BALTIMORE -- T.J. House joked that he was always destined to pitch at Oriole Park at Camden Yards.
During a brief callup in 2013, the Indians were in Baltimore to face the O's. His family made the trip then, hoping to see him make his Major League debut, but he never got his shot.
A year later -- and with seven family members once again the part of a 39,602-person crowd -- House's first career start came at Camden Yards and he was treated to all of the difficulties that the stadium presents for a pitcher.
The rookie was far from perfect -- he allowed 11 hits in six innings -- but like so many others at Oriole Park, House fell victim to the longball and Cleveland's four-game winning streak ended with an 8-4 loss to the O's.
"He gave up a lot of hits, paid for some of his mistakes, but saying all that, he kept his poise," Tribe manager Terry Francona said. "The outs he got with the groundball outs, the double-play type, that's what will make him really effective. As you learn the hitters and learn the league, he has enough there to win and be successful."
After four innings the Indians held a 4-3 lead. One of the Orioles' three runs had already come on a home run -- Nelson Cruz's 15th, which put him into a tie for the Major League lead with Jose Abreu -- and in the bottom of the fifth House got burned by another long fly.
Chris Davis crushed the first pitch he saw for a two-run home run that gave Baltimore the lead for good and ultimately saddled House with his first big league loss.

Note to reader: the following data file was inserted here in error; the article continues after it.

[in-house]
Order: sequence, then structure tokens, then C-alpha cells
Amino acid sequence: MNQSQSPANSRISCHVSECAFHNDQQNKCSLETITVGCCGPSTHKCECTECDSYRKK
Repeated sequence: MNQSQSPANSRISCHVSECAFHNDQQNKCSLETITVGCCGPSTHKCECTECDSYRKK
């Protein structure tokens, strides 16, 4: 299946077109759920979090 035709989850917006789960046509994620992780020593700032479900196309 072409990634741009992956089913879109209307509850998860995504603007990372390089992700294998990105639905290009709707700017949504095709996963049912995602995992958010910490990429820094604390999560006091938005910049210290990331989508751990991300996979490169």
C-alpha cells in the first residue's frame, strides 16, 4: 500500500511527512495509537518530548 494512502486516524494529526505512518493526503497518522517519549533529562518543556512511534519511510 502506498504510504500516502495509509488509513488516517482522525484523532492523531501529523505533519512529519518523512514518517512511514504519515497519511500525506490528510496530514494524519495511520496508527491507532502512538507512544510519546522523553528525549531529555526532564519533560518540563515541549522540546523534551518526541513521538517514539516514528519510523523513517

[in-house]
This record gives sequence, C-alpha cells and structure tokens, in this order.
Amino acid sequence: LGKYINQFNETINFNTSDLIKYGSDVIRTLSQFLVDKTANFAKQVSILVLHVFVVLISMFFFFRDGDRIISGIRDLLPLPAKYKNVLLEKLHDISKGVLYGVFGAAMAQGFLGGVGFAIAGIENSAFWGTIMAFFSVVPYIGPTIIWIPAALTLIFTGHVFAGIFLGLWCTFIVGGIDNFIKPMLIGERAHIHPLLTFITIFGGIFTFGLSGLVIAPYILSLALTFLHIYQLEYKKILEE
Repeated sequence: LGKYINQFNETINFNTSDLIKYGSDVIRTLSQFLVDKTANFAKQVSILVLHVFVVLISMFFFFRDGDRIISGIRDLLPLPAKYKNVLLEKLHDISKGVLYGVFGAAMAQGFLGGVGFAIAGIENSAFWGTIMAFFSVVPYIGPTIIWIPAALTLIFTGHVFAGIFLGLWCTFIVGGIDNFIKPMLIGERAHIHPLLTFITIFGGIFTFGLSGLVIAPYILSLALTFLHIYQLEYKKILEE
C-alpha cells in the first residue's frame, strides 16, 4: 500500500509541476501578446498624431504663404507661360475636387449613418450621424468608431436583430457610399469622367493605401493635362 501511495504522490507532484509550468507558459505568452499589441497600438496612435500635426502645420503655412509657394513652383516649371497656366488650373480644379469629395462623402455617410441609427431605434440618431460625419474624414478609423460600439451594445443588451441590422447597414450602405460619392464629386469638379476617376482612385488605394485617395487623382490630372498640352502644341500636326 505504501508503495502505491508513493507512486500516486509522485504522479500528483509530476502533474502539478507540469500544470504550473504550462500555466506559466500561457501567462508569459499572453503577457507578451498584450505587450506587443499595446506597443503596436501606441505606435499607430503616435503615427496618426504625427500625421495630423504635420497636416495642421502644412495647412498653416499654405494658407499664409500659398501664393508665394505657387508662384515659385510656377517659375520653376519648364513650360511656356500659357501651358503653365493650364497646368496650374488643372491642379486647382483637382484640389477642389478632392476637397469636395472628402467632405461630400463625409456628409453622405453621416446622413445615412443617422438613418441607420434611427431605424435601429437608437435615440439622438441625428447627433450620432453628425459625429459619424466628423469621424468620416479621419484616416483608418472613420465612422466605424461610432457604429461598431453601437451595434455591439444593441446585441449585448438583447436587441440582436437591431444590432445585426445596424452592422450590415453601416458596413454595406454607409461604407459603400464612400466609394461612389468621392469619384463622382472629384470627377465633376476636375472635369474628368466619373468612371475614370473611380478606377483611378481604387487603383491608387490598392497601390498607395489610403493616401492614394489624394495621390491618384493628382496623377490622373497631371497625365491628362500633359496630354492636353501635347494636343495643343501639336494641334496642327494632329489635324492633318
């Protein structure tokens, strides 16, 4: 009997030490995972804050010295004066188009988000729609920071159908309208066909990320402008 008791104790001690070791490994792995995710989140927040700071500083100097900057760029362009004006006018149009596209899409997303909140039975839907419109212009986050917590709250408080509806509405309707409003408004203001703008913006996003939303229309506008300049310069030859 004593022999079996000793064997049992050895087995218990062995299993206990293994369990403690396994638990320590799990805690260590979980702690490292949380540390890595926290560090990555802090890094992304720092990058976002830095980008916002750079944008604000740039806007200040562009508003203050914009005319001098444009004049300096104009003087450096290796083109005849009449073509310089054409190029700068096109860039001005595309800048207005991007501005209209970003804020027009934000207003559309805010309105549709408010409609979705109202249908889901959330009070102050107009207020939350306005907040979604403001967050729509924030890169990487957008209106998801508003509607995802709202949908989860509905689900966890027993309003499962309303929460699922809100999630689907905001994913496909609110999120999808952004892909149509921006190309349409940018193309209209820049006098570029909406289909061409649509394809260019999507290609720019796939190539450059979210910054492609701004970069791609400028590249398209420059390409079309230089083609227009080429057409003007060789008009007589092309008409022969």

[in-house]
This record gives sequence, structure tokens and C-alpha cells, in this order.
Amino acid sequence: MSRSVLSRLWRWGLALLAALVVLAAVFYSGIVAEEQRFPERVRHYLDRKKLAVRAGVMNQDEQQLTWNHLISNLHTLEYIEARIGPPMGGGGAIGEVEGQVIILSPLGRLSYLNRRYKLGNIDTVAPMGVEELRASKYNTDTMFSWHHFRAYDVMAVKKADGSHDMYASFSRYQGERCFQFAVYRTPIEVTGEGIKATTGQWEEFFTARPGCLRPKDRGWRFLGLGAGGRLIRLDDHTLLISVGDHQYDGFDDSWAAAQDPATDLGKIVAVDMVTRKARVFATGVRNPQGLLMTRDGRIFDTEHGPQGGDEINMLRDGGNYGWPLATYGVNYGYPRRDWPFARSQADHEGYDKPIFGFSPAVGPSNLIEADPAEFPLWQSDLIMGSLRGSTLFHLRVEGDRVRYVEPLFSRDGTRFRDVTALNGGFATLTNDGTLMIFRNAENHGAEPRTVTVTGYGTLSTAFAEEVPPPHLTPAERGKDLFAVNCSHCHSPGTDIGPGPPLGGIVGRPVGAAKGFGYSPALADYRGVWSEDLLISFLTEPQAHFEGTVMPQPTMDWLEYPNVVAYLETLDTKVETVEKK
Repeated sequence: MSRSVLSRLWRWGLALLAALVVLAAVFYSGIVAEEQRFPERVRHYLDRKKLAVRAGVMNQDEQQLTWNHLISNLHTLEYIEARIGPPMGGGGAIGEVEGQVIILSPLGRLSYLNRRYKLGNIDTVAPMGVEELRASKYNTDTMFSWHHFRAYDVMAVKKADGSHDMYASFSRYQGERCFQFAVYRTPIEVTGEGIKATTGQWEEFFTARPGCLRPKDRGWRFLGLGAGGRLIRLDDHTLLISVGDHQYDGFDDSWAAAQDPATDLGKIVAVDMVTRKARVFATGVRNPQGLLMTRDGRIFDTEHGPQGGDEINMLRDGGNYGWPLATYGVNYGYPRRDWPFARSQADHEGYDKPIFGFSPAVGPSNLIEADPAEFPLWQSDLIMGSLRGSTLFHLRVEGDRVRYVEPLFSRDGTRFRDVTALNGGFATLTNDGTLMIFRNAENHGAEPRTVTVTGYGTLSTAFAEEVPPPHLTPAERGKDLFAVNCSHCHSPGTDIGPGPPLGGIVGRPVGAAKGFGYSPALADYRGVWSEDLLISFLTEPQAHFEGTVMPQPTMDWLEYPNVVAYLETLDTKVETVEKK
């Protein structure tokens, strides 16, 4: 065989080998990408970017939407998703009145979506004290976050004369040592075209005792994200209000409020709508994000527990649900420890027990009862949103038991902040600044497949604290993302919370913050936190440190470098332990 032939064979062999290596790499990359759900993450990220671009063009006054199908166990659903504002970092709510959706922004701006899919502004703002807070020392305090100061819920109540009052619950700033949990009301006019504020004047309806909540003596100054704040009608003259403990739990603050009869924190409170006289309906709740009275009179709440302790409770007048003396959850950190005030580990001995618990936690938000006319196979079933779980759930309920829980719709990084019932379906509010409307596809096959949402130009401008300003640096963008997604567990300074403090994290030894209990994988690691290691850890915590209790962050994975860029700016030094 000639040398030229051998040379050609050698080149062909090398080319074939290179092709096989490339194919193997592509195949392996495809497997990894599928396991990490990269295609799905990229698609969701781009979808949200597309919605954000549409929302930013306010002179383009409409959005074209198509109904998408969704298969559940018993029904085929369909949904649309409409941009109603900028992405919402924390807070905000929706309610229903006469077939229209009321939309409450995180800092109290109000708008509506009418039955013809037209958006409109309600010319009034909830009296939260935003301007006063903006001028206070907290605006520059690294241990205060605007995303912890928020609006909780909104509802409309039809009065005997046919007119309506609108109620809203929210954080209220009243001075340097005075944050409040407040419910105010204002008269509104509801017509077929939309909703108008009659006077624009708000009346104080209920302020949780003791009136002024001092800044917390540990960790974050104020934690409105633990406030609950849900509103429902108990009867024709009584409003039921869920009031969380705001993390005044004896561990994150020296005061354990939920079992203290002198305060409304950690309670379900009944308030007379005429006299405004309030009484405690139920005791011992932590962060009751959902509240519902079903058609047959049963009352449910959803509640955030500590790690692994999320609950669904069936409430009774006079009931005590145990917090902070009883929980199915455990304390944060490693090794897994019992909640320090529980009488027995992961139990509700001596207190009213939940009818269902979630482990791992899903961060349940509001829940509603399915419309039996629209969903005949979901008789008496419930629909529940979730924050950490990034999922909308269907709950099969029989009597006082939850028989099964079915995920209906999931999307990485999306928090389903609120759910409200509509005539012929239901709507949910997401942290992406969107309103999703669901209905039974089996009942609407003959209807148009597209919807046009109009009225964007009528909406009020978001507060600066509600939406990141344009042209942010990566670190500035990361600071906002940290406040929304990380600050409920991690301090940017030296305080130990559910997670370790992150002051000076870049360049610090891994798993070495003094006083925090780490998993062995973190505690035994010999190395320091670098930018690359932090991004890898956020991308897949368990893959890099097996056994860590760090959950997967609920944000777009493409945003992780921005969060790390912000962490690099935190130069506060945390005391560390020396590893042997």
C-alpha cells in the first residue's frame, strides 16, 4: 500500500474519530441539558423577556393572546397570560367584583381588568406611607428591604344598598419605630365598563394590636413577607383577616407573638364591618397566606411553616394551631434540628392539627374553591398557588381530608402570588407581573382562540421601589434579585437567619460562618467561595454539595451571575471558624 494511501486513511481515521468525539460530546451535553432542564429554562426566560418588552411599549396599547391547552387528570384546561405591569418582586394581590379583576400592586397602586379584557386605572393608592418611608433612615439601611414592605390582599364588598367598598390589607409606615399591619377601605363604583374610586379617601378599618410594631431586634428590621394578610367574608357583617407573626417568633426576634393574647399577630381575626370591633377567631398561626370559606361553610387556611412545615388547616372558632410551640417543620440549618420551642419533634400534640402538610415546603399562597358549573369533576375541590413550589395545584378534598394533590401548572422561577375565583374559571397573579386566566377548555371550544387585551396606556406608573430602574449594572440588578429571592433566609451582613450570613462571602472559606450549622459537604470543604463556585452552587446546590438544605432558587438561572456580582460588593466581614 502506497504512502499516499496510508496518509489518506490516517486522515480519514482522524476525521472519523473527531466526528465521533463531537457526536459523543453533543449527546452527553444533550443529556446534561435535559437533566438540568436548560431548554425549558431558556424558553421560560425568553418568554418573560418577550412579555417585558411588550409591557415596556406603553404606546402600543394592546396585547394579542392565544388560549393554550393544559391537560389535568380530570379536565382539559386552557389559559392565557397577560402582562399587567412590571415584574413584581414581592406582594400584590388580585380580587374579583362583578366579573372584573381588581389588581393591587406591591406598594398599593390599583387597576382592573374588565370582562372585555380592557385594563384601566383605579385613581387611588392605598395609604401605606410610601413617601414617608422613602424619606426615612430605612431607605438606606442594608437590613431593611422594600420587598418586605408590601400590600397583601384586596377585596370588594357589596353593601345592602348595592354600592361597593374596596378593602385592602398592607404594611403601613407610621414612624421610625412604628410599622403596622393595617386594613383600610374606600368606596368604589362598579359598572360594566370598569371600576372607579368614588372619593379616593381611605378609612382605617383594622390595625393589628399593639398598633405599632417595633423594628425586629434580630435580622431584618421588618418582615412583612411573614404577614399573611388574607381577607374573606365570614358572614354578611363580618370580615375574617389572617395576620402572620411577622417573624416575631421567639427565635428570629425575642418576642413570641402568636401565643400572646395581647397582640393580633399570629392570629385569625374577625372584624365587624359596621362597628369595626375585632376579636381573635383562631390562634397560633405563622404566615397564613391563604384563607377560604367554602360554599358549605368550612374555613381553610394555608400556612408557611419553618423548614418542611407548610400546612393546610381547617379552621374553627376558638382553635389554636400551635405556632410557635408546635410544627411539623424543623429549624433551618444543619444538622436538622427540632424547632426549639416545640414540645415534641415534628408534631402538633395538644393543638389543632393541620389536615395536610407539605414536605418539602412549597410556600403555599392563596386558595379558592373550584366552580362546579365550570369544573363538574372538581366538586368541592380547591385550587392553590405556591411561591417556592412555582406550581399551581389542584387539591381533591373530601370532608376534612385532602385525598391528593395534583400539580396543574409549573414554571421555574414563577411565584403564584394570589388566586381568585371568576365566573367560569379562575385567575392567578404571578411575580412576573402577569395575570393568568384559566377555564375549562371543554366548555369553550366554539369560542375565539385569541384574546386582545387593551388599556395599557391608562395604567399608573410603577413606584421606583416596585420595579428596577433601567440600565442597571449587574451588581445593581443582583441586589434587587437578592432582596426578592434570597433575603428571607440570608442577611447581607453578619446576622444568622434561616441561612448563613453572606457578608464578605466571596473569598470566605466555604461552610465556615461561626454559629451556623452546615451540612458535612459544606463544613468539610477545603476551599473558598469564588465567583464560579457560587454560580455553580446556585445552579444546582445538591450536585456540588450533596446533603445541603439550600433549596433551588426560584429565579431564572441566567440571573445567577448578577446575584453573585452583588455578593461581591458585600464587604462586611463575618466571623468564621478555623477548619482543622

"He went out there and kept us in the game," Jason Giambi said. "It's just unfortunately one tough pitch to Chris Davis."
To that point, Cleveland managed to hold the lead almost solely because of Giambi. The designated hitter took advantage of a familiar ballpark to turn back the clock and smack a three-run home run to left field -- the 17th homer of his career at Camden Yards -- off winning pitcher Bud Norris to give the Tribe a 4-3 lead.
It was the final blow in the Indians' only productive inning.
"The fourth was a tough one for me," Norris said. "I still like the pitch I threw to Giambi. He put a good swing on it. He's been playing a long time, so you tip your cap."
The 43-year-old's first home run of the season was the first for a player that age since infielder Omar Vizquel homered with the White Sox in 2011.
With the way Cleveland had played during the four-game winning streak a fresh memory, the Tribe was in position for another thrilling victory. All it took was one pitch to erase that.
"I didn't do my job in that aspect," House said. "I've just got to go out there and be able to hold the fort down when they give me the lead and that's something that I've got to do a better job of."
After that fourth inning, the Indians were never again able to threaten. Cleveland only got a runner past first base once during the last five innings.
In fact, the Tribe did more to help Baltimore than itself during that time. With runners on first and second and one out in the seventh and the Orioles leading 5-4, relief pitcher Mark Lowe had the chance to escape the inning, but his throw to second that could have started a double play sailed into center field and the O's plated a trio of unearned runs to take an 8-4 lead.
The Indians couldn't get House off the hook in his first career start, but Francona is sticking with the pitcher for his next turn in the rotation. So in five more days, he'll be pitching for another milestone -- his first victory.
"It was fun," House said. "Obviously the results didn't end the way I wanted them to, but I had a good time out there. Next time I get a chance to do it I hope to be able to perform a little bit better."
David Wilson is an associate reporter for MLB.com. This story was not subject to the approval of Major League Baseball or its clubs.